When it comes to gaming or general computer usage, the type of mouse you have can greatly impact your gaming experience. You may have a preference for a grip type or sensitivity and this could make it tough to find the right gaming mouse or the right type of custom setting for a gaming mouse.
Gigabyte has added the XM300 to their lineup of gaming mouses as a simple and sleek looking type of device. The shape of the Gigabyte XM300 resembles some that of an office use mouse as well with the skin of a gaming mouse.
According to the packaging this mouse can be adjusted up to 6400 DPI (Dots Per Inch) in sensitivity and should be comfortable with various types of grips without having to swap components around.
The Gigabyte XM300 has a moderate size and weight at 103 g and 130 mm. The left and right sides of the XM300 are rubber grips with texture. The scroll wheel, located at the center of the Gigabyte XM300, is accompanied by adjustable DPI buttons.
On the left side of the Gigabyte XM300 there are 4 led lights to indicate which DPI setting you are on. To the right of these LED lights is the back and forward browser buttons. These buttons are located conveniently above the rubber grips.
The base of the Gigabyte XM300 is wide enough for larger palms and hold the LED gigabyte emblem.The USB connector of the XM300 is gold plated which is better for connectivity. The bottoms of the Gigabyte XM300 is equipped with Teflon feet and Gigabyte has been thoughtful enough to provide replacement feet.
The Gigabyte XM300 does not come with any physical software in the box however, a client is available on Gigabyte’s support page for the XM300. One thing that stood out about this software is that once your cursor enters the window the Gigabyte XM300 software, the cursor image is replaced with one of a right hand wearing motorcycle gloves. It’s a nice touch and doesn’t have the input lag I expected from older proprietary software that did the same.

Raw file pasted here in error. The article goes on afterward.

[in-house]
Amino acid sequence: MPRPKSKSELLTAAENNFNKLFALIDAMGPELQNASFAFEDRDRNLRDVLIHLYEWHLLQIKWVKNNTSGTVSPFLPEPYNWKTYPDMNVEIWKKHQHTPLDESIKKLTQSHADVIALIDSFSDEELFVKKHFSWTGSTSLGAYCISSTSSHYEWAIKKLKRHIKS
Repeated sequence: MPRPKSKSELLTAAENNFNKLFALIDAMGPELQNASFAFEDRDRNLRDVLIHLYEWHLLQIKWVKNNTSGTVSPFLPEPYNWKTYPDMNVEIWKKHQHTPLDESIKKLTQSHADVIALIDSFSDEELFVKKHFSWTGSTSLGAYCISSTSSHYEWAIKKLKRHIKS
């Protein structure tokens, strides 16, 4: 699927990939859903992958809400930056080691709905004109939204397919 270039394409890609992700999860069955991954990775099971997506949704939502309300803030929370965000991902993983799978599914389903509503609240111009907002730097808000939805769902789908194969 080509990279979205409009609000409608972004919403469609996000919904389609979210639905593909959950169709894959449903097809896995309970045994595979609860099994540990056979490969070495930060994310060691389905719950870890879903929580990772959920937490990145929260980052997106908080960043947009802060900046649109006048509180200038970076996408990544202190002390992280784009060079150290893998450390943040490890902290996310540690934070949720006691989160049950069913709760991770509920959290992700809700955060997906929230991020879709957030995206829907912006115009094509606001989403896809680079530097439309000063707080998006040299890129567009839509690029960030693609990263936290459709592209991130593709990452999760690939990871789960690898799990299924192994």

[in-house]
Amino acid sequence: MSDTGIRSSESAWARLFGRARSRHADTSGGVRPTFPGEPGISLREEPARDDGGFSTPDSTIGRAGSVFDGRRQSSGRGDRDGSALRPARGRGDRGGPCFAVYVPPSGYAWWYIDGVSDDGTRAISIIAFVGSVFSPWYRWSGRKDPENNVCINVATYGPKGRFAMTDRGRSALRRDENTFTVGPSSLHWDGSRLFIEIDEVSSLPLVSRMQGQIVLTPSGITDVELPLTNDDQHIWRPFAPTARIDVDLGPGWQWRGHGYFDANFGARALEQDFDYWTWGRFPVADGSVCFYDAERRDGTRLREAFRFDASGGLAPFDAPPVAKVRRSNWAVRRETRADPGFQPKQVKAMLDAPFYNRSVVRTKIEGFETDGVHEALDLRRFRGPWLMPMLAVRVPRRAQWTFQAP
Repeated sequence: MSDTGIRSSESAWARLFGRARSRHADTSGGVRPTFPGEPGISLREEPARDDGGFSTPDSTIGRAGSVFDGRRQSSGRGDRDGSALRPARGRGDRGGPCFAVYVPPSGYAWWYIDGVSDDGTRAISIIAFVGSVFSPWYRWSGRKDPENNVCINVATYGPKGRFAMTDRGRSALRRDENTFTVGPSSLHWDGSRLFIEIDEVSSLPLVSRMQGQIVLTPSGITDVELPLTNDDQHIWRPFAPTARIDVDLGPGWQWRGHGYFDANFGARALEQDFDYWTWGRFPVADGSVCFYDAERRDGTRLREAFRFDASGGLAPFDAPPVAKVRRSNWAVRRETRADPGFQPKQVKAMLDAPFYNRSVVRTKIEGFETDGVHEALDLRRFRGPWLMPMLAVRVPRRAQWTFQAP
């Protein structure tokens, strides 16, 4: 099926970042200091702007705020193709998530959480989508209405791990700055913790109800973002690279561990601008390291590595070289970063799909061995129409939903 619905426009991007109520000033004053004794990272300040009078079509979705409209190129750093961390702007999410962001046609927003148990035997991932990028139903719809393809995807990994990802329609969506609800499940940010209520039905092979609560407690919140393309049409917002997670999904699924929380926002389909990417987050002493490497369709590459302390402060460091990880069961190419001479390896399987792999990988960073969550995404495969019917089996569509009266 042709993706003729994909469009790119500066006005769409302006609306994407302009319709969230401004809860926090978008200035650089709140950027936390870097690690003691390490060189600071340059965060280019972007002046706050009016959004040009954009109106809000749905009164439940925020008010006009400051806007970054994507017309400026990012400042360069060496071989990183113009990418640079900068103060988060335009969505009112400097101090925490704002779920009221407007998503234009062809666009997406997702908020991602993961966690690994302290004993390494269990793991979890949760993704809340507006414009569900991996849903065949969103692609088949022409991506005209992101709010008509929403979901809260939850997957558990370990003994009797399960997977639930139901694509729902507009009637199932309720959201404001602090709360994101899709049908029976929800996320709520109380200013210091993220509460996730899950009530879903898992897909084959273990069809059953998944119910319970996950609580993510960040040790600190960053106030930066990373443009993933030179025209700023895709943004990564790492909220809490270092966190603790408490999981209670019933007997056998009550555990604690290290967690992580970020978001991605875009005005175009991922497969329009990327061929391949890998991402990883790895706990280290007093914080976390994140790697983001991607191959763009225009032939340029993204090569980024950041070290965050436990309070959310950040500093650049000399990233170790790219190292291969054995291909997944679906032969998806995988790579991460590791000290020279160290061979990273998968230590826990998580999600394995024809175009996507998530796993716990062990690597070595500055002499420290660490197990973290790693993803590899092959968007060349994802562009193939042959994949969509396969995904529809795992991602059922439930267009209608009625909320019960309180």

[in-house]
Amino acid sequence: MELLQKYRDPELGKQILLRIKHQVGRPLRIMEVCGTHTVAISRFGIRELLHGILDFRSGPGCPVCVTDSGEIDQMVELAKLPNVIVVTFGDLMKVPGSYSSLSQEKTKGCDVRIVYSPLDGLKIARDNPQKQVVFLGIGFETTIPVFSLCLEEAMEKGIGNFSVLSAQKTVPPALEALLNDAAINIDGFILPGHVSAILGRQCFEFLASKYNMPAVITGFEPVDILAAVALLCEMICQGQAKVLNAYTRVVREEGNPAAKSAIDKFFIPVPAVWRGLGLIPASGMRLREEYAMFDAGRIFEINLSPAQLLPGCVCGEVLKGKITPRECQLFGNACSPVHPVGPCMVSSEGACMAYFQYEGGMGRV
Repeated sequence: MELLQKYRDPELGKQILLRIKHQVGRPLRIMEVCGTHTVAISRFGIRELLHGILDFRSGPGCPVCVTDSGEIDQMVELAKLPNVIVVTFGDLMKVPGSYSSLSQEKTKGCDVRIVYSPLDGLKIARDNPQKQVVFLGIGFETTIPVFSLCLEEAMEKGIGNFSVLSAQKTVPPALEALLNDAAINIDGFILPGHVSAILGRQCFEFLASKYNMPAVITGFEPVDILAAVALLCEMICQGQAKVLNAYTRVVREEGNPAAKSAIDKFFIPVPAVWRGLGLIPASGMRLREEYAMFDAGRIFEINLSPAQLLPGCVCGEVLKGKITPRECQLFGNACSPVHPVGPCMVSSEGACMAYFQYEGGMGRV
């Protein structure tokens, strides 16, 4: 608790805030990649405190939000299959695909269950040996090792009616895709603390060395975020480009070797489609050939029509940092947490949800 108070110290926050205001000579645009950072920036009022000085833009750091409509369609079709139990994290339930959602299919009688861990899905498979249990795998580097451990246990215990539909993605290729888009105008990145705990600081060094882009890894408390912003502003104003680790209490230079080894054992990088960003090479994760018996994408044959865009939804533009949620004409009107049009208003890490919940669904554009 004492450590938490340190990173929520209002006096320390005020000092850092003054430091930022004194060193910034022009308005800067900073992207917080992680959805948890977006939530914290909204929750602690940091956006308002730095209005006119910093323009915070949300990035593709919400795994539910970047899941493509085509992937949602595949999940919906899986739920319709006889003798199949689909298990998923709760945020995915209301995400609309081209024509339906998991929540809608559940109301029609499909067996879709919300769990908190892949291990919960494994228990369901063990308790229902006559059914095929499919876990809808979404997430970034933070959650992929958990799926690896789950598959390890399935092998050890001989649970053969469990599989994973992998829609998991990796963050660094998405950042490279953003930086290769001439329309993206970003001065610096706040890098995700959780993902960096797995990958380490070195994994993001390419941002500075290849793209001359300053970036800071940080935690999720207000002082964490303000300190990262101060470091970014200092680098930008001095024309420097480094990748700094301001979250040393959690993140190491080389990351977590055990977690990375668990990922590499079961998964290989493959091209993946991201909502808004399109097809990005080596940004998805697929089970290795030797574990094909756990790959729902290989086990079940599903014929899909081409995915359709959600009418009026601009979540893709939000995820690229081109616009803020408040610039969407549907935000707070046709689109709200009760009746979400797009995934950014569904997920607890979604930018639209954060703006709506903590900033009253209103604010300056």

The XM300 feels like a very solid durable mouse made to last. The rubber grip on the left side is a very nice addition but it felt a bit smooth for something that is supposed to be a grip. Perhaps this was intentionally done as it did seem to allow my thumb to move over the forward and back buttons on the Gigabyte XM300 and the right grip did more than enough to hold my hand in place.
The scroll wheel on the Gigabyte XM300 is especially smooth. On other mice, I could almost feel a click on each notch I scroll. In addition the XM300 is both smooth and has just a slight feedback on each notch. This makes my scrolling on webpages feel rather… smooth. I noticed no input lag during clicks and button pressing during games or when web browsing.
The curve in the Gigabyte XM300 for the left and right clicks does seem comfortable with most types of grips. I personally like the claw grip but I did try the palm grip as well. Both of these grips felt natural if you’re a right handed user. The Omron switches have a distinct feel on each click. There seems to less resistance on each button press compared to non gaming mouses, but there is still a good amount of feedback.
The DPI switch instantly changes the DPI on the Gigabyte XM300 with LED indicators showing which DPI profile you are on. I don’t often change the DPI on the mouse, but it’s nice the DPI can be switched so quickly. The DPI indicator adds a great deal of aesthetic value to the Gigabyte XM300. I used the Gigabyte XM300 on an MSI Thunderstorm and a Razer Kabuto and movement feels natural on both a rubber and aluminum surface. The lift off distance is quite low since the sensor stops detecting after the thickness of one DVD disk or about 1.5mm.
Gigabyte set out with a goal to make a budget gaming mouse with a certain set of necessary features. These features include offering a comfortable grip, high dpi, and assignable keys. The Gigabyte XM300 meets all these goals without some bells and whistles like adjustable weights and palm rests. If you are a gamer who wants a solid mouse extra features some other mouses have, then the XM300 is something to consider.
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